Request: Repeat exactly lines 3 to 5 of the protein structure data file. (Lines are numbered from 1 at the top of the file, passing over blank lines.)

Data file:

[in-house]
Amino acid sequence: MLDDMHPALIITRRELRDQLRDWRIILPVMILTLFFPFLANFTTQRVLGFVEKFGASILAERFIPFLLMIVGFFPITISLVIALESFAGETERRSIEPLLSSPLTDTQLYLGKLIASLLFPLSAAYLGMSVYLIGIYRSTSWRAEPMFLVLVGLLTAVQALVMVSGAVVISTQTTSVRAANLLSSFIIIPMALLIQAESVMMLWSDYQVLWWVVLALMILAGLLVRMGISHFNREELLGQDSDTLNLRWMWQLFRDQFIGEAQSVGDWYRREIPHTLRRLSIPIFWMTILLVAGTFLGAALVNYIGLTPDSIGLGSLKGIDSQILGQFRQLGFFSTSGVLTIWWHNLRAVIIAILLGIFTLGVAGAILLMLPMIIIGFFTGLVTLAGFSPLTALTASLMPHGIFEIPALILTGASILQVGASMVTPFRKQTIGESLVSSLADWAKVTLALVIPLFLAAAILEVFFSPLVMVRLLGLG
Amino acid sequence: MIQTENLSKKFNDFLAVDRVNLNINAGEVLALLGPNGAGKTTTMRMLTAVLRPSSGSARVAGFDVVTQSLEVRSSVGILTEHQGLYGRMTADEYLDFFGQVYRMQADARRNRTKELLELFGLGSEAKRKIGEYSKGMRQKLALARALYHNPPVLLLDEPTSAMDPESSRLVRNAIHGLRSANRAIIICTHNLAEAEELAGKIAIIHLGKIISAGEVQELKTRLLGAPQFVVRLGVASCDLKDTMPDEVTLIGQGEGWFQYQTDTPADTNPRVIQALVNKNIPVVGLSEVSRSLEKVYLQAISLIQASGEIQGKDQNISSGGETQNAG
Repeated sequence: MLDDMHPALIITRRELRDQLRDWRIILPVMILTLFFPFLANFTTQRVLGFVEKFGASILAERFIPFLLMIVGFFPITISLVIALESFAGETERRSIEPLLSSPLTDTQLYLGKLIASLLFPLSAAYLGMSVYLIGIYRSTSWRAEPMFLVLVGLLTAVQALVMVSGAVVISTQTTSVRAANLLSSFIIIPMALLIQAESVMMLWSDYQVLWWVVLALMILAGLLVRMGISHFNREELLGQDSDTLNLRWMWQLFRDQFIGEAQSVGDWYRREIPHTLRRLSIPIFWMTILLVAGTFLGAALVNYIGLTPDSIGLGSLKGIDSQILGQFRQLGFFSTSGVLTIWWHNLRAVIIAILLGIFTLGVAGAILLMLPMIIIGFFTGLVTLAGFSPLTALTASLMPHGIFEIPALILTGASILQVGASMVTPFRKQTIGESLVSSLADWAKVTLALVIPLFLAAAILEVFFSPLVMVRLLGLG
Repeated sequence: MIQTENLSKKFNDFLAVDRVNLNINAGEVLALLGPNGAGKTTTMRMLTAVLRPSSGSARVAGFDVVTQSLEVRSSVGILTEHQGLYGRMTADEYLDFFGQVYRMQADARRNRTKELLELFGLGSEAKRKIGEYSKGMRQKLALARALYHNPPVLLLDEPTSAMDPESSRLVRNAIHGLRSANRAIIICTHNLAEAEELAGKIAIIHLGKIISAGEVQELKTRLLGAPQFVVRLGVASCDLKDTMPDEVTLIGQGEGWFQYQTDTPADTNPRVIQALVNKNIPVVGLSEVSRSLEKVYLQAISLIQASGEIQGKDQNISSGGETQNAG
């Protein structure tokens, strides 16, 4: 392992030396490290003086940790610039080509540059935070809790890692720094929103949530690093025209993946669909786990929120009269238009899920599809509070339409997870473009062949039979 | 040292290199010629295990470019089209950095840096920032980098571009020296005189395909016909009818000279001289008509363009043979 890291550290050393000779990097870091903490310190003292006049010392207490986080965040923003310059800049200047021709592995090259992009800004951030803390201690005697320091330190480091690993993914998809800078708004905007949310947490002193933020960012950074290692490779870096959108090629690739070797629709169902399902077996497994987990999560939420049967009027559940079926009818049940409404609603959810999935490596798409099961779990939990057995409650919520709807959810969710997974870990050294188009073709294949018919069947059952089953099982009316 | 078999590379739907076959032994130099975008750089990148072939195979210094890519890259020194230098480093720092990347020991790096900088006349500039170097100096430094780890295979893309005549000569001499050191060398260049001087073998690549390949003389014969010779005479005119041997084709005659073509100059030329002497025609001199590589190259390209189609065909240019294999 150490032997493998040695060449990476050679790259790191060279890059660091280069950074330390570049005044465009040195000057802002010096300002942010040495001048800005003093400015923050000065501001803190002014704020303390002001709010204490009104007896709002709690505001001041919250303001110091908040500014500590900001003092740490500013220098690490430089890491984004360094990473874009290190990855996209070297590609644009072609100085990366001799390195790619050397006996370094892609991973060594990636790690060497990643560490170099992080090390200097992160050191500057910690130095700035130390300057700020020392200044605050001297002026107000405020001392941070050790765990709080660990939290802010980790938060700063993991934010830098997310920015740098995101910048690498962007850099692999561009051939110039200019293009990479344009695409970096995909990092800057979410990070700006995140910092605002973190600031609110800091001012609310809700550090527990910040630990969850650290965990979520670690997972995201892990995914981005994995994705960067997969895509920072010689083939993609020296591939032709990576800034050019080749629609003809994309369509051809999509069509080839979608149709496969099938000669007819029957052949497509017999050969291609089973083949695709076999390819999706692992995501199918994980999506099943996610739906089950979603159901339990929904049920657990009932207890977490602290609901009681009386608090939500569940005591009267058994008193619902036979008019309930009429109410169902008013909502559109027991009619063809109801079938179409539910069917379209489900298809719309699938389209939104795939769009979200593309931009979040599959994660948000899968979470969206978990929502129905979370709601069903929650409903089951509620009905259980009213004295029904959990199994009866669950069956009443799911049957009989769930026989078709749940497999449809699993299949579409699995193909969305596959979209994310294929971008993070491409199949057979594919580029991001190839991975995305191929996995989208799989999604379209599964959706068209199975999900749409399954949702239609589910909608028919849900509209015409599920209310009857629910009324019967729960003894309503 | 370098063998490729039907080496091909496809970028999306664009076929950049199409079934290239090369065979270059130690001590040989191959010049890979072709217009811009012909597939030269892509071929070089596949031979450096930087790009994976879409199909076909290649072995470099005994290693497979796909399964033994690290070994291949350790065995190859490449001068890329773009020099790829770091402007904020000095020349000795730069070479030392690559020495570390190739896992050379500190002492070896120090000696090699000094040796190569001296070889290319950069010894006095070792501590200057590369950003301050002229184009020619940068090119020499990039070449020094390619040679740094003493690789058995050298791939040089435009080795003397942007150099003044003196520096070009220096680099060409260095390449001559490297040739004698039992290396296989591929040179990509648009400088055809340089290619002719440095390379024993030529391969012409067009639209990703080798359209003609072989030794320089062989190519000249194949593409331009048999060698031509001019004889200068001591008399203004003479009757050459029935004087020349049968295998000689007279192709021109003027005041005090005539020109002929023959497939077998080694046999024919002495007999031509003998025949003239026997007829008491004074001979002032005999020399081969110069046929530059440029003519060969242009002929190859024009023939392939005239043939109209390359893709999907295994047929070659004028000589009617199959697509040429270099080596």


Amino acid sequence: MIQTENLSKKFNDFLAVDRVNLNINAGEVLALLGPNGAGKTTTMRMLTAVLRPSSGSARVAGFDVVTQSLEVRSSVGILTEHQGLYGRMTADEYLDFFGQVYRMQADARRNRTKELLELFGLGSEAKRKIGEYSKGMRQKLALARALYHNPPVLLLDEPTSAMDPESSRLVRNAIHGLRSANRAIIICTHNLAEAEELAGKIAIIHLGKIISAGEVQELKTRLLGAPQFVVRLGVASCDLKDTMPDEVTLIGQGEGWFQYQTDTPADTNPRVIQALVNKNIPVVGLSEVSRSLEKVYLQAISLIQASGEIQGKDQNISSGGETQNAG
Repeated sequence: MLDDMHPALIITRRELRDQLRDWRIILPVMILTLFFPFLANFTTQRVLGFVEKFGASILAERFIPFLLMIVGFFPITISLVIALESFAGETERRSIEPLLSSPLTDTQLYLGKLIASLLFPLSAAYLGMSVYLIGIYRSTSWRAEPMFLVLVGLLTAVQALVMVSGAVVISTQTTSVRAANLLSSFIIIPMALLIQAESVMMLWSDYQVLWWVVLALMILAGLLVRMGISHFNREELLGQDSDTLNLRWMWQLFRDQFIGEAQSVGDWYRREIPHTLRRLSIPIFWMTILLVAGTFLGAALVNYIGLTPDSIGLGSLKGIDSQILGQFRQLGFFSTSGVLTIWWHNLRAVIIAILLGIFTLGVAGAILLMLPMIIIGFFTGLVTLAGFSPLTALTASLMPHGIFEIPALILTGASILQVGASMVTPFRKQTIGESLVSSLADWAKVTLALVIPLFLAAAILEVFFSPLVMVRLLGLG
Repeated sequence: MIQTENLSKKFNDFLAVDRVNLNINAGEVLALLGPNGAGKTTTMRMLTAVLRPSSGSARVAGFDVVTQSLEVRSSVGILTEHQGLYGRMTADEYLDFFGQVYRMQADARRNRTKELLELFGLGSEAKRKIGEYSKGMRQKLALARALYHNPPVLLLDEPTSAMDPESSRLVRNAIHGLRSANRAIIICTHNLAEAEELAGKIAIIHLGKIISAGEVQELKTRLLGAPQFVVRLGVASCDLKDTMPDEVTLIGQGEGWFQYQTDTPADTNPRVIQALVNKNIPVVGLSEVSRSLEKVYLQAISLIQASGEIQGKDQNISSGGETQNAG